Wednesday, October 21, 2009

What Thoreau Didn't Know

Thoreau was brilliant. He was progressive. He had foresight that few men have ever possessed. But there is one thing he got wrong. I've been reading a couple of biographies about Thoreau, and for all his brilliance and desire to live deliberately, he missed something--took it just a step too far. Thoreau perfected the art of bachelorhood; he never took a bride and never knew the joy of offspring. He valued his parents--returning after his experiment at Walden to their home and working for his father's pencil-making company--but never had one of his own. And here, I think, is where he missed the mark. For all his talk of breathing deeply the air of one's own life, he missed out on the one thing that makes me stop most days and really absorb the beauty of my life.

With that discovery, I have decided to devote Wednesdays to what Thoreau didn't know. Each Wednesday, I'll share the joy in the little moments of family life--the moments that speak to our hearts the "inexpressible delirium of joy".  Please join me by sharing a few moments from the past week--moments with spouses and children--that Thoreau just wouldn't understand. Share them here in a comment, or link to your own blog or twitter page!

What Thoreau Didn't Know--
Thoreau didn't know about the kind of laughter the love of your life can elicit, even after 6 years of marriage.

Thoreau didn't know that two year olds will eat fists full of powdered sugar when given the right opportunity.

He didn't know that an 8 month old will make a beeline for his sister's high chair every. single. time. she sits in it to eat. Or about the hilarity that ensues as you try to pry his fingers off of it, one by one, amidst great exclamations from both.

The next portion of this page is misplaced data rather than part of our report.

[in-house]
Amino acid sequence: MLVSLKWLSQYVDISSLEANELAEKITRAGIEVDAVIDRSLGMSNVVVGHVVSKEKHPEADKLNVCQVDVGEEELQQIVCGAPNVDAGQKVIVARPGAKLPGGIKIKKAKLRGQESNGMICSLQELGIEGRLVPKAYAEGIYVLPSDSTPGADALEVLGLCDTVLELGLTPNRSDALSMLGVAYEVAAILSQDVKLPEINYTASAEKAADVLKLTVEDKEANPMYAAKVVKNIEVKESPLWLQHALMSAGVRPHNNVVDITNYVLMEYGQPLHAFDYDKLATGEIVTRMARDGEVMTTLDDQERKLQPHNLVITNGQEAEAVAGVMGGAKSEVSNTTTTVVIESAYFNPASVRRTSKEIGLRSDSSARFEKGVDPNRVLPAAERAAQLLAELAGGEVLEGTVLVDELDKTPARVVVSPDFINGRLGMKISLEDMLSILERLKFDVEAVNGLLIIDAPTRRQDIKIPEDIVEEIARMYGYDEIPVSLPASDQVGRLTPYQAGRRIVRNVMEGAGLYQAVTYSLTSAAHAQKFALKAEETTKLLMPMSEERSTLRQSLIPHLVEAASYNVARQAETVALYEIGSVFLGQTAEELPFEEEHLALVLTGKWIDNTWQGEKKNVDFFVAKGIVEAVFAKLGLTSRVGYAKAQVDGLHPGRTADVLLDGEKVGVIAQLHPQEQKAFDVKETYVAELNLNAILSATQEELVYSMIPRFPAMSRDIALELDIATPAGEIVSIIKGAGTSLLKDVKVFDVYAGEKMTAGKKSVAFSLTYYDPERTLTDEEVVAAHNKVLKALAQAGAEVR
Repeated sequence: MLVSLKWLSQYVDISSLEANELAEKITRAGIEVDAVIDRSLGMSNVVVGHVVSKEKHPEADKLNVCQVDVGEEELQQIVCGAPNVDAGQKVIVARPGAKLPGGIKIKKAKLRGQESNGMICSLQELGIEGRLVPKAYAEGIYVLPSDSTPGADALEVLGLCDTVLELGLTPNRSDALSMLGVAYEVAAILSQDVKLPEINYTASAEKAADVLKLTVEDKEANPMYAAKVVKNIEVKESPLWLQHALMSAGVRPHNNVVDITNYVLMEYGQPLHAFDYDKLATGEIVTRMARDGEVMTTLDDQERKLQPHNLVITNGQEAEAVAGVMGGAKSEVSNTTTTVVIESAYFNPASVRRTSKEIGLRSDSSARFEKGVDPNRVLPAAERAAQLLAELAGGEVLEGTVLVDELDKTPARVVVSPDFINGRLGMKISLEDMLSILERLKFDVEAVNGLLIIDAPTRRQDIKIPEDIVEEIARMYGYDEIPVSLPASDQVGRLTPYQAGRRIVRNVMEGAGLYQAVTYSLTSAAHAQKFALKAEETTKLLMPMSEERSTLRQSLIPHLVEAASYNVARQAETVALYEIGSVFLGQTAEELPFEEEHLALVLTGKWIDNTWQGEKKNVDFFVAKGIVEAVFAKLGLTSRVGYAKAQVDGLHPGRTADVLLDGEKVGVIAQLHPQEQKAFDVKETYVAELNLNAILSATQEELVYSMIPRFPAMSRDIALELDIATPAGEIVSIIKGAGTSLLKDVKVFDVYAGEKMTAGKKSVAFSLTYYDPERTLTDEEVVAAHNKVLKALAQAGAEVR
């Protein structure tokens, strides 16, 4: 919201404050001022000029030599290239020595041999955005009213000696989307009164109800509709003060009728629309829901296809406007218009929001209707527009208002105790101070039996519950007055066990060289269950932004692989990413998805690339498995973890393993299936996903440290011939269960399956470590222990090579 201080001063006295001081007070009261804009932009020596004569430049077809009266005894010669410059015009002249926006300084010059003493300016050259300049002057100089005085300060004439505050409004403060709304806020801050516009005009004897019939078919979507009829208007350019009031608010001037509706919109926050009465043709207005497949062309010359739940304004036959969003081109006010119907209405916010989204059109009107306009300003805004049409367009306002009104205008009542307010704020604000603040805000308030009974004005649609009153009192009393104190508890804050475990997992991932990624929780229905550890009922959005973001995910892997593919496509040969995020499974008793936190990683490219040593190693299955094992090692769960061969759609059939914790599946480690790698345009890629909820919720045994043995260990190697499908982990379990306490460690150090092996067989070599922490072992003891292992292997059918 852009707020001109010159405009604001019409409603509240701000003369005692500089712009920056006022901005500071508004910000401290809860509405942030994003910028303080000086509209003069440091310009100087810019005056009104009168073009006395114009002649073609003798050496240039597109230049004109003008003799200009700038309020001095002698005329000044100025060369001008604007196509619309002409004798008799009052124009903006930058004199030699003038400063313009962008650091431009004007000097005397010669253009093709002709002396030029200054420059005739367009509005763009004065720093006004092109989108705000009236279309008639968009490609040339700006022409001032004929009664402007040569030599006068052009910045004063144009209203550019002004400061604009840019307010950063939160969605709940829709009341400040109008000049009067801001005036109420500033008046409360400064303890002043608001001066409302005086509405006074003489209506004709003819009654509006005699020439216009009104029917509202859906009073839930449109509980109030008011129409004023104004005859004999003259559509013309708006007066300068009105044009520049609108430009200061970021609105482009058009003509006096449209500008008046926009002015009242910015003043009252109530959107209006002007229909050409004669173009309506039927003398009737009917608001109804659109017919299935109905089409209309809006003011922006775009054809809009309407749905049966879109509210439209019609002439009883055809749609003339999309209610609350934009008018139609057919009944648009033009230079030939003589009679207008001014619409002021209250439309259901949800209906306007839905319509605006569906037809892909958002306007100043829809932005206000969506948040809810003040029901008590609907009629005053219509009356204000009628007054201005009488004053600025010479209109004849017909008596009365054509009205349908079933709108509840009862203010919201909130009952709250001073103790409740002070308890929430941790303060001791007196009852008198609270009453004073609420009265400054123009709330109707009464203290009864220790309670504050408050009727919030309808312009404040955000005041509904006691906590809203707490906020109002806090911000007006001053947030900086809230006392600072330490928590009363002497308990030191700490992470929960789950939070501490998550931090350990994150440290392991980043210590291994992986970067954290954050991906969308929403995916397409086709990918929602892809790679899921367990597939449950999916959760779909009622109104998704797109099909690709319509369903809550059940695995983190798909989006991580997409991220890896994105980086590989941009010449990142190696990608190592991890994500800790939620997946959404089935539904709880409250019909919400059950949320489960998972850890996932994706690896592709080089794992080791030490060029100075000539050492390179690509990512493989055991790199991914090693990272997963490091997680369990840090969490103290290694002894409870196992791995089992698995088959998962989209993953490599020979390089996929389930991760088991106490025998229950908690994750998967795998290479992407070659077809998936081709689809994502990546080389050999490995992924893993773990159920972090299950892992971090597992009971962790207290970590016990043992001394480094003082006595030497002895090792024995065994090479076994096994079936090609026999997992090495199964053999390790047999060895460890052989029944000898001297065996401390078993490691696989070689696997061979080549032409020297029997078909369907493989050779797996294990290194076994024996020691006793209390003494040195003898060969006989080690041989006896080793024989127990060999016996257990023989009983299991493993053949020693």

Thoreau didn't know that sleepless nights often lead to afternoon naps with sweet baby sighs in your ear.

He wouldn't understand why the best birthday in my memory consisted of a movie with my husband and homemade cake with my children.

He didn't know about the "delirium of joy" that comes from the thousand little accomplishments that happen every day: the little man taking a step on his own, my daughter actually sharing a toy on her own with her brother (finally!), climbing ladders and sliding down slides at the park, and always the sweet smiles that come to me for no other reason than the wondrous fact that I am their mother.


  1. Did Thoreau have siblings? If not, he missed out on that too. I find much fulfillment and joy in sisterhood. (High Five)

  2. Thoreau didn't witness the fun of holidays as seen through your own children's eyes. Then again, he didn't have to hear about what toys were on the Christmas list for 3 months either.


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